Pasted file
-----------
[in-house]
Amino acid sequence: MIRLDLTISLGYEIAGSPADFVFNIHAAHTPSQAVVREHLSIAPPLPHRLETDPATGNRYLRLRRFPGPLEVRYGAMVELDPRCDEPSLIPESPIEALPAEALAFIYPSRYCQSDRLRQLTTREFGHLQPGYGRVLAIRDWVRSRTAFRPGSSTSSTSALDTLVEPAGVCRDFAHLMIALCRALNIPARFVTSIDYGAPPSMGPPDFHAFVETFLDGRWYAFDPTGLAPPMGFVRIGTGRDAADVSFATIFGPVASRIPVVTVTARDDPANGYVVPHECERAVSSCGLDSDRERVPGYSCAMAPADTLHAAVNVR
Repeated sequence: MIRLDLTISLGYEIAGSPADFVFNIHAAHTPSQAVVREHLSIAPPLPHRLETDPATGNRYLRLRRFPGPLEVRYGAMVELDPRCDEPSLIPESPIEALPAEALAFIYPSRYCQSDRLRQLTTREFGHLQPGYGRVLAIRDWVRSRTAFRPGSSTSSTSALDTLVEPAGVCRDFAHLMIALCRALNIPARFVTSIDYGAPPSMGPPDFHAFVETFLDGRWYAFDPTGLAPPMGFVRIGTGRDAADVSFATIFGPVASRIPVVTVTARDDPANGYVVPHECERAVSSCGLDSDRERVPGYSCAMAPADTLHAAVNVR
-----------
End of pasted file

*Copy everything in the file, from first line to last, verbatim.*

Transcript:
[in-house]
Amino acid sequence: MIRLDLTISLGYEIAGSPADFVFNIHAAHTPSQAVVREHLSIAPPLPHRLETDPATGNRYLRLRRFPGPLEVRYGAMVELDPRCDEPSLIPESPIEALPAEALAFIYPSRYCQSDRLRQLTTREFGHLQPGYGRVLAIRDWVRSRTAFRPGSSTSSTSALDTLVEPAGVCRDFAHLMIALCRALNIPARFVTSIDYGAPPSMGPPDFHAFVETFLDGRWYAFDPTGLAPPMGFVRIGTGRDAADVSFATIFGPVASRIPVVTVTARDDPANGYVVPHECERAVSSCGLDSDRERVPGYSCAMAPADTLHAAVNVR
Repeated sequence: MIRLDLTISLGYEIAGSPADFVFNIHAAHTPSQAVVREHLSIAPPLPHRLETDPATGNRYLRLRRFPGPLEVRYGAMVELDPRCDEPSLIPESPIEALPAEALAFIYPSRYCQSDRLRQLTTREFGHLQPGYGRVLAIRDWVRSRTAFRPGSSTSSTSALDTLVEPAGVCRDFAHLMIALCRALNIPARFVTSIDYGAPPSMGPPDFHAFVETFLDGRWYAFDPTGLAPPMGFVRIGTGRDAADVSFATIFGPVASRIPVVTVTARDDPANGYVVPHECERAVSSCGLDSDRERVPGYSCAMAPADTLHAAVNVR